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Monday, September 28, 2009

This and that and always more!

One more week gone-or a little more. I am pretty sure I'll be done or very close to done by the end of the weekend. The most difficult thing to weave was the playing card. It has such a limited colour range-blue, red, yellow, tan for skin, and black. I am so used to having huge amounts of colour and technique to choose from. The second playing card is going much faster. It's only a jack, but having done the one this jack is going quicker. Bringing this in under 15 inches is going to be difficult. It feels like I am going to need another half inch. Hope not. Don't want it to be to big for Small Expressions entry in a year.
I am beginning to list all the ways I use soumack in my tapestries. I am also trying to collect all the various soumack techniques from every source I can fine. I have an Afghan rug and a Turkish rug to draw some techniques from. I am still trying to find a sample of a rug done wholly in soumack. I have seen this technique in museums but you can't touch and turn in a museum. Marla Mallett's book-Woven Structures is a great help, but not nearly enough. Her web site is also very good. Soumack needs to be thought of in two different ways-1. Structurally and the other as a design element. There are some soumacks that become the cloth body and others that are used as lines and dots to create the design. So the list would began week.

I am hoping to have a rough draft of my class handouts ready in another month so that i can weave the sampler for my class I am teaching in San Jose. The notes are becoming so thick I am thing about writing a monograph on soumack as an addendum to my Lines in Tapestry.
Kathy S. got me to thinking about parks this is a photo of waterlilies at MT. Hebo an old CCC lake in Oregon that is a park that I love to watch the eagles learn to fish in. The last time I was there this baby eagle kept plopping way to low. It sounded like an explosian everytime he belly flopped into the lake.

Wednesday class at the assisted care home has now moved to Friday afternoons. Marge is doing a tapestry of sand dunes and a sunset for the ATA small format show. Evelyn has finished hers. Edith piece will be too big, but her work is always large. Her sail boat is a little further along then the picture of the piece in my blog. I fully expect it to take first prize in the county fair like her last one did of the barn that had been her family for a hundred or so years.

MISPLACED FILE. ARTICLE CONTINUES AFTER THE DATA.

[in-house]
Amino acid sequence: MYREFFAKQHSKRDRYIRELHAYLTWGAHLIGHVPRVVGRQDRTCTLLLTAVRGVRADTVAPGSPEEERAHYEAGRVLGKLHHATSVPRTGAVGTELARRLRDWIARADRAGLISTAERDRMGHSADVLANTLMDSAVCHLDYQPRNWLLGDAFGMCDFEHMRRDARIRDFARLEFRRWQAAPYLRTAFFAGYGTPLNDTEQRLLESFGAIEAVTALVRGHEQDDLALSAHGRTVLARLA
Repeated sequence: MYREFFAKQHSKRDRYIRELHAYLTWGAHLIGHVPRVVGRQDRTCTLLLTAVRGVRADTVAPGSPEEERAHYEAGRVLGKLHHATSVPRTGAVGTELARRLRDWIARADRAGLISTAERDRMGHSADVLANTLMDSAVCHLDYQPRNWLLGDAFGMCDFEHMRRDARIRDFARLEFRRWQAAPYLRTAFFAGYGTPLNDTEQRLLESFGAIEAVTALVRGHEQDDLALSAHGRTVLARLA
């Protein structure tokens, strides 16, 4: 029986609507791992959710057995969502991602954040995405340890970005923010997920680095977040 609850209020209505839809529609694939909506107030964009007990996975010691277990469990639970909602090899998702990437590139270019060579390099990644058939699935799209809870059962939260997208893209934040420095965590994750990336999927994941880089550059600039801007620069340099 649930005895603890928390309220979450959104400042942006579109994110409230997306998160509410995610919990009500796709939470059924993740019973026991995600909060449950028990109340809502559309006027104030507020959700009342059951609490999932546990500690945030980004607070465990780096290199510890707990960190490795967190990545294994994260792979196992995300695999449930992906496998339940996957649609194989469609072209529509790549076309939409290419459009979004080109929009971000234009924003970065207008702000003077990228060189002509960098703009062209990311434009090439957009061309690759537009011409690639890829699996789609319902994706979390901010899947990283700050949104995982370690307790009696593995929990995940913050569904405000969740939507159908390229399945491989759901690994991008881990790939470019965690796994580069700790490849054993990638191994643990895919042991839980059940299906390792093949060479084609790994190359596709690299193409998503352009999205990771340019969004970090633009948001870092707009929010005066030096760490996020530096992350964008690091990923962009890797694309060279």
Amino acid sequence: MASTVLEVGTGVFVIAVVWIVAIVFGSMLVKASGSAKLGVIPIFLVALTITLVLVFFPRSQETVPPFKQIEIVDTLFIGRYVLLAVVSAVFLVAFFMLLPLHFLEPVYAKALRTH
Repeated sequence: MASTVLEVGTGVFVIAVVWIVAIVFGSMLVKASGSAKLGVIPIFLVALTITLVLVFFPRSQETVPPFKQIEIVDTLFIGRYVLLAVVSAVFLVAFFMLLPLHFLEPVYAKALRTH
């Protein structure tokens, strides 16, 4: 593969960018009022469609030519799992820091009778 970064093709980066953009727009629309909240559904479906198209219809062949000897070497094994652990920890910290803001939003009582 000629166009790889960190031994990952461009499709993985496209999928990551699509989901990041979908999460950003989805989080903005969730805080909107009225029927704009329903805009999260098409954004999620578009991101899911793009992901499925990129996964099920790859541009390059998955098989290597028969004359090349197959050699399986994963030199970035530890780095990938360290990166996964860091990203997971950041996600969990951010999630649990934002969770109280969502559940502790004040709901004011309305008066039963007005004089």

Evelyn's piece for the small format show is from a picture that she took from her backyard of Mt Hood in a fog bank at sunset. It's only 7 inches by 4.5 inches in wool and 10 epi. She did a nice job with the soumack branches and using the tiny hatches as landscape elements. She's very excited that there is a catalogue with the show and that it is a non juried show.

Dee and her fancy glasses slumped and weaving. She's now switching to a low warp loom. Should be fun to teach I sa seldom use la warp looms for tapestry. It's actually been about 10 or 15 years since I wove a tapestry on a low warp loom. Guess it was a good thing Rebecca was in my class this summer.

Everyone in this class is 90 years old or more. They are an amazing group to teach. I am so glad to have them back. I learn so much from teaching them. Edith has been having problems with her forgetfulness and Evie is recuperating from a fractured hip, but now they are all back.

Tommye's attempting to use krogbard in a tapestry brought back a lot of ideas that I have shelved for years. Things I want to try. I really want to use brocading in a tapestry to create designs in the background of a tapestry. I experimented with overshot and double weave-turning 10 epi into 5 epi. While I was back east I bought an overshot pillow and a rose overshot from coverlets. Xenakis many years ago wrote an article in the Prairie Home Companion on using overshot as tapestry. One removes the shots between the floats. Of course on a two harness loom this would be a whole lot of picking, but suppose one only did small areas of the overshot patterns. One needs to build the pattern higher to square it up because of the loss of the passes between the floating threads. The other thing I have been studying is a very old Norwegian weaving that was given to Marge when She married which is 75 years old or there abouts. Then I have an Oaxaca weaving with a float pattern that is really pick and pick and doubled up wefts. Perhaps, when I finish the next two pieces I will begin to experiment with them again. Like I said I am really interested in doing smallish areas of brocading. I have always thought it would be interesting to weave frames for tapestries.
Several weeks ago I took a a class in peyote beading which lead me to revisit loom beading something my grandmother used to do. The idea that lead me to this was again frames for my tapestries. I am also thinking about doing peyote stitch around the felt and twill tape surrounds of my Small format tapestries. Will be interesting to see where this leads. I think I can bead weave and do tapestry at the same time on the same warp so that there will be no sewing.
Time to end the blog. I think I may have gotten a little cared away, but I had fun writing and trying to add the pictures. The last shot is another sunset that I took in Durango from the college IWC was held.

Friday, September 18, 2009